Here is an article about the Chinese salt craze. If this is happening in China, I can only imagine the mood in Japan. The entire society has been negatively affected, either by the earthquake, tsunami, meltdown, or the giant financial drop that the Japanese stock market has experienced. It is a long road to recovery, but this wouldn’t be the first time that Japan has had to recover from a society altering calamity. If you want to help out, check out the Japanese Red Cross.

Hope you all are doing well, enjoy your salt and go Hoyas!

“One hundred thousand lemmings can’t be wrong…” – Anon

Now that I can use the blog on my computer, I have unlocked the wonderful bounty of easily accessible pictures as well. Here are some from Shanghai that we did not include in the Shanghai post. The pictures are of The Bund (the old Western part of the city), People’s Square (a big park), at the top of the tallest building in China (arguably the world), and of the Pudong section of the city, which basically didn’t exist 20 years ago. Enjoy!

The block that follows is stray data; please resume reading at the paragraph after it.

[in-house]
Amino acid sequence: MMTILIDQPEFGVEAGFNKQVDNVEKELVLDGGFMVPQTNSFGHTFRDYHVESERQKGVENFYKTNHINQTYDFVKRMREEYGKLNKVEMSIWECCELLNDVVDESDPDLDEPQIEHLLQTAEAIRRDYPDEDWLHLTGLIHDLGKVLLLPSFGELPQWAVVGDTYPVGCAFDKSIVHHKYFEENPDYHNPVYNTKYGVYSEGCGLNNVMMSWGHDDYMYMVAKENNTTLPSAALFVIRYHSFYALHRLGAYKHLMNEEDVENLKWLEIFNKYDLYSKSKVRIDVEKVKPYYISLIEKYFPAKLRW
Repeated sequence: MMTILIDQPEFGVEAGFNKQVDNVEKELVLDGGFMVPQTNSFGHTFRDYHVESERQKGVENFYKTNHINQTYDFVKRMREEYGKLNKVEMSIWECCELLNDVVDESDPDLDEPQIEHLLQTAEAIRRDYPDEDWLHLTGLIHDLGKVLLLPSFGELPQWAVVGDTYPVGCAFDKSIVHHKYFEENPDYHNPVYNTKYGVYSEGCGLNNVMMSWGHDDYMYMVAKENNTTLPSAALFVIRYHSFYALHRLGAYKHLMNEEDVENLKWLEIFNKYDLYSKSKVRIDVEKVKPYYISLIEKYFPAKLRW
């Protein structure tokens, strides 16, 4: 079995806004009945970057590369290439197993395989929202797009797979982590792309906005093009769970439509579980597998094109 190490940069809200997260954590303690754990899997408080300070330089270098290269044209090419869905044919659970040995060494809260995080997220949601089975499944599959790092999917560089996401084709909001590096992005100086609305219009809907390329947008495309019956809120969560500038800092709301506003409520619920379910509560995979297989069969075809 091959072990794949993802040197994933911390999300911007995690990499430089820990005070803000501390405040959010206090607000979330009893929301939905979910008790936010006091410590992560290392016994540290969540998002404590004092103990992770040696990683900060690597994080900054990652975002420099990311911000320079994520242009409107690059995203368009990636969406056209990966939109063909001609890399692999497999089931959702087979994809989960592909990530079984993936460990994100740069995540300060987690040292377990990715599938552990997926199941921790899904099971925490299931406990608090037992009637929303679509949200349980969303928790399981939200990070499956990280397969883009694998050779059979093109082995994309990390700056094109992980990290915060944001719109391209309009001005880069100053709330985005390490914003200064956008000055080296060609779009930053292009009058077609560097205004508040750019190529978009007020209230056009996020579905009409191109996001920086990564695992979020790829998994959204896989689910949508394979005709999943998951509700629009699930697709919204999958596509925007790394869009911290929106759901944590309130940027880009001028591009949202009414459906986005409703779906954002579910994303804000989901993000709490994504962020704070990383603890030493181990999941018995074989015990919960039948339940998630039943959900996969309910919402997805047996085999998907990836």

Happy New Year everyone. It is completely freezing in Beijing these days, so lets talk about a happy time when it was nice and warm. A few months ago I had to go to Shanghai for work to interview a bunch of potential students, so Erin decided to tag along for 3 days. Beijing is a huge city, but Shanghai is the one city that is bigger. It is pretty incredible how huge Shanghai is, because it a few decades ago it was a fairly small city. In the past 20 years, the city has seen an unbelievable explosion of growth, giving it one of the quintessential modern Asian skylines. Brand spanking new futuristic buildings are everywhere, and it has a totally different feel from Beijing. It has many times more foreigners than Beijing does due to it being the financial capital of China. It usually has a bad reputation among Chinese people that are not from there in my opinion, because they claim that the people only care about money, money, money. Whatever they are doing though, it is working, because there are few cities in the world that have grown more financially and in terms of population in the last few years.